Happy MLK Day!
For our international readers, Martin Luther King, Jr. Day is a federal U.S. holiday marking the birthday of its eponymous civil rights hero. Dr. King was the chief spokesperson for nonviolent activism in the Civil Rights Movement, which successfully protested racial discrimination in federal and state law. Dr. King was assassinated in 1968, four years after the passage of one of the great U.S. laws of the 20th century, the Civil Rights Act of 1964. His death also came two years prior to one of the 20th century’s most controversial and insidious laws, the Controlled Substances Act of 1970 (CSA).
The CSA is a half-century old this year, and it’s looking much worse for the wear. We have commemorated MLK Day each of the past few years on this blog by examining the status of cannabis and civil rights. In short, things were bad, are bad, and are not improving quickly enough (if at all). Marijuana arrests continue to track upward despite more states legalizing distribution and sale of the plant, and despite broad non-enforcement of federal law.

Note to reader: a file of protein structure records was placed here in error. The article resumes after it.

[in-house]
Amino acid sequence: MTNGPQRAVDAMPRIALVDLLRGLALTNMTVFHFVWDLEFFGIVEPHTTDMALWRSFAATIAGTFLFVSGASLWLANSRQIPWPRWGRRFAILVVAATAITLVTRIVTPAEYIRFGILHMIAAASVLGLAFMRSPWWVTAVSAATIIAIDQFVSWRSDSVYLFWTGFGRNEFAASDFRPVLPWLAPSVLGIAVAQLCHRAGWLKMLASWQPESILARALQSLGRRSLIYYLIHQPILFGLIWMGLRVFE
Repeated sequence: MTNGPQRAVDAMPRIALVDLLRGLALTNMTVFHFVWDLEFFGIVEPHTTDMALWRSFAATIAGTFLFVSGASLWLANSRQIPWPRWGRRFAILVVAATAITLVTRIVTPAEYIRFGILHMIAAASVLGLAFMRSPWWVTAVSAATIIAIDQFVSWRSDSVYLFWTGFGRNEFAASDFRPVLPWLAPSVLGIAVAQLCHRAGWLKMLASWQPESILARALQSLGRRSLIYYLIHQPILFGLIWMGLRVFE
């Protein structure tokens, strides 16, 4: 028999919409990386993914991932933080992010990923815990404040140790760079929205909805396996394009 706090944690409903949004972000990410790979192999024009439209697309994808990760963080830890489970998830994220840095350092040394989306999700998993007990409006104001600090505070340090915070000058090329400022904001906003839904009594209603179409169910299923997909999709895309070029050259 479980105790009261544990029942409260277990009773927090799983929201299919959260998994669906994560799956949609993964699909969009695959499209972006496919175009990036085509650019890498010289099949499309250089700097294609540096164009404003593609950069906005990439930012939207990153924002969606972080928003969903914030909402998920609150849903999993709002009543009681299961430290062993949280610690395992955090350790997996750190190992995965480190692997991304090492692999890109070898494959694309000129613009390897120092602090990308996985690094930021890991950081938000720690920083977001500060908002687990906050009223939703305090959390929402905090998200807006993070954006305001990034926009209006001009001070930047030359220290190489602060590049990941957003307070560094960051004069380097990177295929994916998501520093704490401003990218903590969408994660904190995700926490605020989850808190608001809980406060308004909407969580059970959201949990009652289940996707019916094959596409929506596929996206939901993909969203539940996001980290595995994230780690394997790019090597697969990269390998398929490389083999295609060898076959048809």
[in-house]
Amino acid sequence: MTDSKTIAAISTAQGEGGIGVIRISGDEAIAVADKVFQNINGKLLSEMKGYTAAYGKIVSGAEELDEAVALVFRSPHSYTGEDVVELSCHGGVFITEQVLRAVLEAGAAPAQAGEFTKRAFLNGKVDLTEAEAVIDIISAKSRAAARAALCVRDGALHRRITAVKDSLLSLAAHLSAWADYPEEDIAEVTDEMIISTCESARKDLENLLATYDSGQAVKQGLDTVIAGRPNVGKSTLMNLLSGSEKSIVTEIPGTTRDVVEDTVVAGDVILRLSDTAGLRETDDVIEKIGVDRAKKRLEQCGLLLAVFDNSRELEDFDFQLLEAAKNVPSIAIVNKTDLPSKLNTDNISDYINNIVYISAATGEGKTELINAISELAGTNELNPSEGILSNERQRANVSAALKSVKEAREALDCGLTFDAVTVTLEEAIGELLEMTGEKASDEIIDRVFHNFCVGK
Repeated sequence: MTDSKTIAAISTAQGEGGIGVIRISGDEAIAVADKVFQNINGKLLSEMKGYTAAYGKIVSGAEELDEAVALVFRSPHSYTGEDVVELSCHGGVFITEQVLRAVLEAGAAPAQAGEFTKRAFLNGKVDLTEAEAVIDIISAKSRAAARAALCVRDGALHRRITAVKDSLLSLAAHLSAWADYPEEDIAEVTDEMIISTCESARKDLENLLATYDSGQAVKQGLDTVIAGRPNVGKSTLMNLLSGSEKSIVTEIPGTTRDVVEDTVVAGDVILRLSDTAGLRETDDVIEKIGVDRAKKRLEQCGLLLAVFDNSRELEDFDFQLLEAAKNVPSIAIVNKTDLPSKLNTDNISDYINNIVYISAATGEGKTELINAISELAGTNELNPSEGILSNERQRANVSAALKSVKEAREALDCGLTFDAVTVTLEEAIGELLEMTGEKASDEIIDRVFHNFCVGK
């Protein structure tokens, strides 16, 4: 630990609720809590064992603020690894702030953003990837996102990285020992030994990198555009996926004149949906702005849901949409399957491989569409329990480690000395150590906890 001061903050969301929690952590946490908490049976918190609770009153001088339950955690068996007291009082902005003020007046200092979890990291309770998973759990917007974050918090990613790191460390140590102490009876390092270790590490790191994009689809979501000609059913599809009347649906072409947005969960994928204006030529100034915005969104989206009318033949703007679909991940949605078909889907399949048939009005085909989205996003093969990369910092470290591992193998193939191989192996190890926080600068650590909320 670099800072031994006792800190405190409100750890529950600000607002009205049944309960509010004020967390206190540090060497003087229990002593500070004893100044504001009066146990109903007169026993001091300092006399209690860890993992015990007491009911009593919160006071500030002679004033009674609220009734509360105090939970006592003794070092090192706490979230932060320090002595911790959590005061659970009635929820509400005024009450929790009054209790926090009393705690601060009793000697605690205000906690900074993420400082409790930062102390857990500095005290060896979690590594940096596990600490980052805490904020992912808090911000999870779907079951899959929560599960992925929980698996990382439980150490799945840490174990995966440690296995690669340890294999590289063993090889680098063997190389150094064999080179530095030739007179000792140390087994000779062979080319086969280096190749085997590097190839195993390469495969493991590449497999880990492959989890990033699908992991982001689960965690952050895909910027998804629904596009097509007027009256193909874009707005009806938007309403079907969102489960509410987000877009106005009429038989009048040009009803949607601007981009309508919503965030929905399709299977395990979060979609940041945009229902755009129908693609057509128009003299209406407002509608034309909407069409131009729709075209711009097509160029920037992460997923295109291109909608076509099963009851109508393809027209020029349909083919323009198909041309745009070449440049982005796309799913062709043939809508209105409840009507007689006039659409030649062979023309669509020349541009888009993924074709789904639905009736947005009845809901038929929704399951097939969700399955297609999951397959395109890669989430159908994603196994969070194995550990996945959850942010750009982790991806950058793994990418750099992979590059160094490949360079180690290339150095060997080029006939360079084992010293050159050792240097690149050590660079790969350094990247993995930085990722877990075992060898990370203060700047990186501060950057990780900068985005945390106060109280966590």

We did see promising expungement efforts around the country last year, from San Francisco to Illinois to New York. But that is not enough. The War on Drugs persists in insidious ways, particularly with respect to black and Latino Americans. This includes everything from disproportionate incarceration to disenfranchisement under “progressive” new laws, like the 2018 Farm Bill.
In each of 2018 and 2019 we observed that Dr. King died 50 years ago, but his legacy continues to resonate and expand. The year 2020 will be politically momentous: let’s hope that state and federal governments finally turn the corner. Not only should cannabis be decriminalized once and for all, but the leaders among us should strive to make amends for a half-century of failures.